Friday, December 12, 2008

“Joy Division, you cunt!”

Anton Corbijn's Control tells the story of Joy Division's legendary frontman Ian Curtis. Corbijn has a background as a music video director and rock photographer, including photographing Joy Division and directing the video for their song "Atmosphere." I don't know how well Corbijn knew the members of Joy Division personally, but it is a good sign that the remaining members (AKA New Order) and Curtis's widow Debbie (who wrote the book, Touching from a Distance, on which the film is partly based) all had positive reactions to it.*

Control is shot in gorgeous black and white. Corbijn's experience as a photographer has obviously served him well. The film is beautifully shot, painting the gritty industrial cityscapes of Manchester and Macclesfield with a depth that can be both warm and chilly. The entire film looks like a moving version of just about every picture of Joy Division out there. The entire movie has a stunningly beautiful and artful look. Here is the trailer, if for nothing else, to illustrate the visual style:

Control is not only beautifully shot, but also exceptionally acted. Sam Riley, whose filmography is extremely short and features mainly TV work (and a bit part in 24 Hour Party People as The Fall's Mark E. Smith, oddly enough another movie that contains a fair amount of the Joy Division story), turns out an incredible performance as Ian Curtis. His performance exemplifies, in large part, what made the movie so touching and moving. Throughout the movie there is little to no exposition in the dialogue. There are no grand heart-wrenching speeches or explosive scenes of melodrama. Emotion is portrayed almost entirely through glances, prolonged stares, and silence. While that may sound like it could come across as a brooding emo-esque melodrama, Control's quiet intensity and unspoken emotional tension comes across simply as a realistic depiction of life. And Riley is not the only one up to the task, the whole cast lives up to the challenges of this cinéma vérité

It is also worth mentioning, while on the subject of realism, the actors playing the members of Joy Division all performed their own music. They all learned the instruments of their respective characters, so the scenes of the band performing live are the actors actually playing the music live on camera. Given Joy Division's reputation as a live band, the concert scenes are crucial and on film they are fantastic. The members of the band with Riley as the spastic, crooning frontman, effectively recreate the legendary intensity of Joy Division's shows. (Obviously, I never had the opportunity to see Joy Division live, seeing as I'm not English and not in my mid-40s. I just wanted to make that clear.)

There are problems with the movie. Generally, the kind of problems you would find in most biopics. It is factually dubious. While I think it does a fair job in representing all of the characters, it does buy into the Ian Curtis as Martyr mentality at times. Though it is a film about Ian Curtis, specifically, and not Joy Division, I don't know that you could walk away from it even knowing the names of the other three guys in the band. But these issues, though valid, are minor, and the movie on the whole is able to avoid a lot of the biopic movie clichés. The film on the whole is fantastic.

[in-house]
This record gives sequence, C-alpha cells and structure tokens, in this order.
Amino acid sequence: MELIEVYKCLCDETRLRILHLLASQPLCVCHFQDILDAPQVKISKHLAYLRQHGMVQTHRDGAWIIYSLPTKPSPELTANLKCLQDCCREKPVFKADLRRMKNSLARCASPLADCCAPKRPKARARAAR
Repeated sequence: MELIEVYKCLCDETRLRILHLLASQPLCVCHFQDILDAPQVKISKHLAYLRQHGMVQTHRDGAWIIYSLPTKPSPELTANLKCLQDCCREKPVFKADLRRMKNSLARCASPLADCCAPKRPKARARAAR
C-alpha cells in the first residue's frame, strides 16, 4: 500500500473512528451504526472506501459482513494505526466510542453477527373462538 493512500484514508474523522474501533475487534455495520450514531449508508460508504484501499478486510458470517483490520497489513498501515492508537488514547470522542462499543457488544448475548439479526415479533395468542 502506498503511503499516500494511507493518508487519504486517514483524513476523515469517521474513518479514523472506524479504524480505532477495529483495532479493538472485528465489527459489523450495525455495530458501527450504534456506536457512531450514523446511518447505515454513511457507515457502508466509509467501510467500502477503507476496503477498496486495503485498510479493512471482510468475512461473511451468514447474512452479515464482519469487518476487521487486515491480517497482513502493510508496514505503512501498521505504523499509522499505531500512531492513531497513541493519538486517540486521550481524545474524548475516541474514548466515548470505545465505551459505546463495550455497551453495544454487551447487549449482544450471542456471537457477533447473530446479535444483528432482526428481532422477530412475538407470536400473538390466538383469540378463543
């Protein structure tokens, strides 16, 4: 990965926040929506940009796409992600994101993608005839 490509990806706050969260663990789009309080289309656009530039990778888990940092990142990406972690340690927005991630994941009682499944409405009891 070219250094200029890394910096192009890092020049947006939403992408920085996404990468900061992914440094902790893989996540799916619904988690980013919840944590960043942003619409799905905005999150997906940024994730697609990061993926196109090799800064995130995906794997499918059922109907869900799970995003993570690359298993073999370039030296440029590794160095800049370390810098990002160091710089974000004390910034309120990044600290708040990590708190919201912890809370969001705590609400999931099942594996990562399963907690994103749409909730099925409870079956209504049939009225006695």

It bears mentioning that I am an ardent Joy Division fan. I'm not sure if that makes me harder to please or easier to excite. Molly, who was not familiar with Joy Division, watched it with me, and she liked it as well, though maybe not as much as me. She said she appreciated the ambiguity of the characters and the movie's ability to eschew most of the biopic clichés. So, for what it's worth, a diehard Joy Division fan thought Control was fantastic, and a non-fan also liked it.

And seeing as I can't just prattle on about a movie about a man in a band that I love and not give you some of their music, here is Joy Division's first television appearance, on Granada Reports in 1978 (a performance that is recreated in the movie, by the way):

[*Note: I remember reading this somewhere when the film was released, but a quick and lazy fact-checking search didn't turn up anything. So I gave up. Take this tacit endorsement by New Order and Debbie Curtis with a grain of salt.]


alt.binaries.ebooksTOOMS said...

Nice review. I may not have liked it quite as much as you, but I definitely agree with everything you said about unspoken emotion and pretty photography. I just couldn't put it as clearly as you, at least not tonight. And good call with cleaning up my quotes. I totally meant to use the word eschew when I was talking about what I thought of it. You're the Artemis to my Charlie.

See you tomorrow. I'll be on your doorstep between 10:30 am and noon, filthy and probably also crying with bottles of whatever I stumble across at speedway mart.

alt.binaries.ebooksTOOMS said...

Haha, I forgot my name was Tooms on this. In case you're confused, God, it's me, Molly.

Scott said...

I'm just a small town girl who moved to the big city with big dreams. Just to find out, the only way to make it in the big city is to shake it. And that's what I do. At the Coyote Ugly.

Scott said...

Also, I look forward to some late morning boozin' and cryin'.

Just, when you go to Speedway, try to avoid picking up any Mad Dog or Boones Farm. Or Schiltz. God, Schiltz is awful...

Brad said...

Can you imagine drinking Schlitz and listening to Joy Division? Depressing wouldn't begin to describe the soul-crushing Saturday night that would be.